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Biden signs bill to fund government, hours before deadline

The move means there’s no threat of a shutdown before the fall midterm elections

The House vote on Friday will aim to avert a government shutdown before the midnight deadline. (Patrick Semansky/AP)

President Biden signed legislation Friday to continue funding the government for several weeks, averting a partial shutdown hours before a midnight deadline.

The continuing resolution extends current funding levels until Dec. 16, while also approving $12.4 billion in military and diplomatic spending to help Ukraine in its war against Russia. It also contains $18.8 billion for domestic disaster recovery efforts, including Western wildfires, floods in Kentucky and hurricanes in the Southeast.

All House Democrats and 10 Republicans voted to send the bill to Biden’s desk Friday afternoon, 230 to 201. The Senate passed the bill, 72 to 25, on Thursday after Sen. Joe Manchin III (D-W.Va.) dropped his proposal that would have overhauled federal rules for environmental permitting for large energy projects after it became evident it would not garner the 60 votes required to attach it to the must-pass legislation.

The president’s request to include coronavirus and monkeypox funding was excluded to ensure both chambers could pass the legislation.

“We need this bill,” Rep. Rosa L. DeLauro (D-Conn.) said on the House floor moments before the vote. “We provide relief to working families, to our schools, our children, small businesses, communities across this nation. We support the people of Ukraine. We support them in what is the fight for their lives, for their democracy and for world democracy against Russian aggression. We protect communities everywhere in need of safe water. We help to rebuild them from crushing natural disasters. This bill will make a very real difference in the lives of Americans everywhere.”

Averting a government shutdown was the final goal for Democrats to complete before leaving Washington for the final sprint to the midterm elections. Failure to pass a funding bill would be an embarrassment for the party that controls both chambers, and the presidency. Democrats have campaigned on their ability to govern as a contrast to Republicans, who oversaw two government shutdowns during the Trump administration.

“We will be able to do what is necessary here in the House to keep the government open to make sure that it can continue to properly function and deliver for the American people,” Democratic Caucus Chair Hakeem Jeffries (D-N.Y.) said Thursday. “House Democrats are going to continue to put people over politics, fight for lower costs, better paying jobs and safer communities.”

The House passed the legislation with overwhelming Democratic backing after GOP leadership spent the week actively whipping its members to vote against it. In a message to his GOP colleagues Tuesday evening, Minority Whip Steve Scalise (R-La.) rationalized the “no” vote by arguing that Democrats “refused to negotiate” with Republicans on issues like “runaway inflation, the supply chain crisis, the border crisis, or the opioid deaths associated with drugs like fentanyl coming across our open southern border.”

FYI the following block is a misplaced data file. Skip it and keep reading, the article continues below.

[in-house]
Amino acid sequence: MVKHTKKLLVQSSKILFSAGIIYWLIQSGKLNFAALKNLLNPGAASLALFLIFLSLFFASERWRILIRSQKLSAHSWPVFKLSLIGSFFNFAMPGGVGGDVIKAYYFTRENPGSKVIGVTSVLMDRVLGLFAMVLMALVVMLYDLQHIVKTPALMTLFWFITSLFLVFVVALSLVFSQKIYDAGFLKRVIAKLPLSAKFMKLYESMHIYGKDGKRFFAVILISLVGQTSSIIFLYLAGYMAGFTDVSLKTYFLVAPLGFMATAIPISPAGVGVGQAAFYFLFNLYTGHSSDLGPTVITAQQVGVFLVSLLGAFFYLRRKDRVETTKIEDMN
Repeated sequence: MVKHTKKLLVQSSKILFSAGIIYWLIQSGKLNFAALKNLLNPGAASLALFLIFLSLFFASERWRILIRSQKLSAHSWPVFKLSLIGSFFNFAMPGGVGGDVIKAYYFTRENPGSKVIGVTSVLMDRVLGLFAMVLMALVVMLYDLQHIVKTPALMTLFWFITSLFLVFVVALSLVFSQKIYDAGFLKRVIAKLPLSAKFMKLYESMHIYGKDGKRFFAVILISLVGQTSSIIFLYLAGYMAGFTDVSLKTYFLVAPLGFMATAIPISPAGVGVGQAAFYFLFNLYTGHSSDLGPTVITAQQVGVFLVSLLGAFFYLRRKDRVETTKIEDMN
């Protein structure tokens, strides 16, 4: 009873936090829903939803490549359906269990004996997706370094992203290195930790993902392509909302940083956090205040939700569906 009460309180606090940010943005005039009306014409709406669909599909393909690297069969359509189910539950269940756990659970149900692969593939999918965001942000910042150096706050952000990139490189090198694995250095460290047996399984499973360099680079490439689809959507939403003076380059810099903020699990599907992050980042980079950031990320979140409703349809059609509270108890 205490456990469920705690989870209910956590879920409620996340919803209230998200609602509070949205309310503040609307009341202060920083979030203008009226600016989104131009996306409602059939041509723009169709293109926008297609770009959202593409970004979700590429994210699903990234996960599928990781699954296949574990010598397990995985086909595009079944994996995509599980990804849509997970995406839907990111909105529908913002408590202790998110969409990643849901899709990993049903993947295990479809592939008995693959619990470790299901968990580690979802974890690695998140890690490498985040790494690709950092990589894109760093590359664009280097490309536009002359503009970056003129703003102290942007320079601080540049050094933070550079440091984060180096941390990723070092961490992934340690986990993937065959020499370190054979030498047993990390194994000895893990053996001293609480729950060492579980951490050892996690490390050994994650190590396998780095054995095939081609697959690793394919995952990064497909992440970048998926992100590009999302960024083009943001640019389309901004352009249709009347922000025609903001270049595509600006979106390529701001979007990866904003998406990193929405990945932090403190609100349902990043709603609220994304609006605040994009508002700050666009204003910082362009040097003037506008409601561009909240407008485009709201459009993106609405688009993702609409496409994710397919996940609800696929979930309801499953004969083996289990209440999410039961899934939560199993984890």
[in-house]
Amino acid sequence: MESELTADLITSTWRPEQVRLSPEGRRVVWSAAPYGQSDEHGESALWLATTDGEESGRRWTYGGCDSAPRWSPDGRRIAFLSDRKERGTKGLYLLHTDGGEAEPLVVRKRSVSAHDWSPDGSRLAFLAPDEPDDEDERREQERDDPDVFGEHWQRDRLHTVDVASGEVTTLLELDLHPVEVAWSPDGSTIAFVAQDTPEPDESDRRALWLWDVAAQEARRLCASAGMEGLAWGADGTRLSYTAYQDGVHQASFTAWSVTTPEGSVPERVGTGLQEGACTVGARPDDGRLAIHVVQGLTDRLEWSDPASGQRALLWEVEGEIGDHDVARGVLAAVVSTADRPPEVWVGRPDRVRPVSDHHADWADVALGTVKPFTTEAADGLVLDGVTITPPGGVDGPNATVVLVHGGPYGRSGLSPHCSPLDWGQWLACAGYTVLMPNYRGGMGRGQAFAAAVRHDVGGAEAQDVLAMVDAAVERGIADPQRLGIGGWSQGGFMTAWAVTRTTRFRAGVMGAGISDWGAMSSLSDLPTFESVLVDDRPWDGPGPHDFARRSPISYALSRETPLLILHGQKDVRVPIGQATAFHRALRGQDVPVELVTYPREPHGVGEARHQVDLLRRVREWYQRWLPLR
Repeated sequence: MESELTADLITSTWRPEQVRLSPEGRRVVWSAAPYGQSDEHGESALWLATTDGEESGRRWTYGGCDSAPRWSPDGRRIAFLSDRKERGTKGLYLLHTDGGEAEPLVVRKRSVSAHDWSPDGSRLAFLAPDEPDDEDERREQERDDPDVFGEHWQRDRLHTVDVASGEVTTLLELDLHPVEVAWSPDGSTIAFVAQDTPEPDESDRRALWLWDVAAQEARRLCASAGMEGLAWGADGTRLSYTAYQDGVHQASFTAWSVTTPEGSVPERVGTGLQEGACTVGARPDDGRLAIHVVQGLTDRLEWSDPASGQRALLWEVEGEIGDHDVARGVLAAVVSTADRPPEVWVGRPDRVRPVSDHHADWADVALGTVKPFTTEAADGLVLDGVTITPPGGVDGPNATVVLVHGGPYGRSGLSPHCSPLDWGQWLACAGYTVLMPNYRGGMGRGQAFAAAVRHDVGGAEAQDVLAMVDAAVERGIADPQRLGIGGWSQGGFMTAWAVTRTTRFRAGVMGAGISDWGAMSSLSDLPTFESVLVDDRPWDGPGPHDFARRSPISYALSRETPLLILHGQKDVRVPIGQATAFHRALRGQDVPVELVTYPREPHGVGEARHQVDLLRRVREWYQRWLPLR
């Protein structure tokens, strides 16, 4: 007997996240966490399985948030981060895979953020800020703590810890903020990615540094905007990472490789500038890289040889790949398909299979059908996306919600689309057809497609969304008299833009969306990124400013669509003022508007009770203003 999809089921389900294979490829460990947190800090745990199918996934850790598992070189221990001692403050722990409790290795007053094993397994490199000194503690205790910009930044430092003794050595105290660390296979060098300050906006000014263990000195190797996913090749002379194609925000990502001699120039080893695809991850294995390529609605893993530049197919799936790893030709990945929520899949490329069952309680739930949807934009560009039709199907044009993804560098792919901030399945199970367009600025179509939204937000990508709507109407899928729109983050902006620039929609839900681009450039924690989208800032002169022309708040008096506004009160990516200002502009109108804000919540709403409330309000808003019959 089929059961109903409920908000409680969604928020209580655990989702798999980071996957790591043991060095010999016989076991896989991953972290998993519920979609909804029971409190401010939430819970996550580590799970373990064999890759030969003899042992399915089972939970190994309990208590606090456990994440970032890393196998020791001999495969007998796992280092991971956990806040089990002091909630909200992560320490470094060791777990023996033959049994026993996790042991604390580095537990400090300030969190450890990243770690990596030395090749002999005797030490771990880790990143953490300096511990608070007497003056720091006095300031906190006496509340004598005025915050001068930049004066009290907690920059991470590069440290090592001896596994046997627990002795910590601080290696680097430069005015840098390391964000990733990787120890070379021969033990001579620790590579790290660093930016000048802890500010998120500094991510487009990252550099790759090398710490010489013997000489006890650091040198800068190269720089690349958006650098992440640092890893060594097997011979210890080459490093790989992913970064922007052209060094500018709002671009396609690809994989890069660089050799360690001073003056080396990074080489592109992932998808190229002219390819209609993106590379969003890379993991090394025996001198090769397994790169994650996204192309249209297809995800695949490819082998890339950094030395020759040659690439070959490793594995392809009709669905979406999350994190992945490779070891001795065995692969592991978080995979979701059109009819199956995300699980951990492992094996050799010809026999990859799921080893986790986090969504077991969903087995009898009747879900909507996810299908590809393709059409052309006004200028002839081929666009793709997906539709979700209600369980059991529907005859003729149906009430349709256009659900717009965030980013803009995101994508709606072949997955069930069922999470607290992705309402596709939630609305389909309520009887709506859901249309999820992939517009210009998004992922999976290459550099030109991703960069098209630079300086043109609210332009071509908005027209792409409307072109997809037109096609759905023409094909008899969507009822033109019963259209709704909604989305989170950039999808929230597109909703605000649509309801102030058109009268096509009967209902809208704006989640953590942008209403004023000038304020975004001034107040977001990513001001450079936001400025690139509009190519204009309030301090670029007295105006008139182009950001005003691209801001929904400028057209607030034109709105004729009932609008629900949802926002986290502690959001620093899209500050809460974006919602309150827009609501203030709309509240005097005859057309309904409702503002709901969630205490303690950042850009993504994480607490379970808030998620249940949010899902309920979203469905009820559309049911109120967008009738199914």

“This bill actually bails out the Biden administration for their failures and provides additional appropriations to put a Band-Aid on some of these problems for a few more months,” Rep. Kay Granger (R-Tex.) said Friday. “The American people continue to wonder why Congress can’t get its job done until the last minute.”

Congress will return in November to again begin debating funding the government for the full fiscal year until October 2023. But with the midterm elections in the rearview mirror, it’s possible House Republicans could make it tougher for Democrats to pass legislation that funds the government for the full year if they win back the majority.

For weeks, Rep. Chip Roy (R-Tex.) has led the charge against Republicans helping Democrats fund the government. In a letter sent to House Minority Leader Kevin McCarthy (R-Calif.) last week, he and 41 other House Republicans declared they would oppose any measure that goes “toward this administration’s radical, inflationary agenda” and expires before the new year, which is when Republicans expect to take over the majority and influence policymaking.

“Each time we vote to ‘fund the government,’ we are voting to provide funding to each one of these terrible agencies, programs, and policies,” Roy said in another letter circulated to colleagues earlier this week.

Democrats, especially those from states struck by recent disasters, appeared to take exception to that characterization on Friday. Lawmakers included funding in the legislation to support parts of Mississippi struggling with unsanitary drinking water and to extend funding so food safety inspections can continue apace until another budget is taken up in December.

Resources to help Florida recover from Hurricane Ian, which struck the peninsula Wednesday as a Category 4 storm, may be included in subsequent funding packages, lawmakers said Thursday and Friday. Congress will have to pass a full budget or another continuing resolution in the “lame duck” session after the Nov. 8 elections to avert a shutdown again.

“We cannot leave communities behind that are still picking up the pieces from disastrous floods, wildfires and hurricanes and even basic water system failures,” Rep. Debbie Wasserman Schultz (D-Fla.) said. “This funding bill comes to their rescue.”

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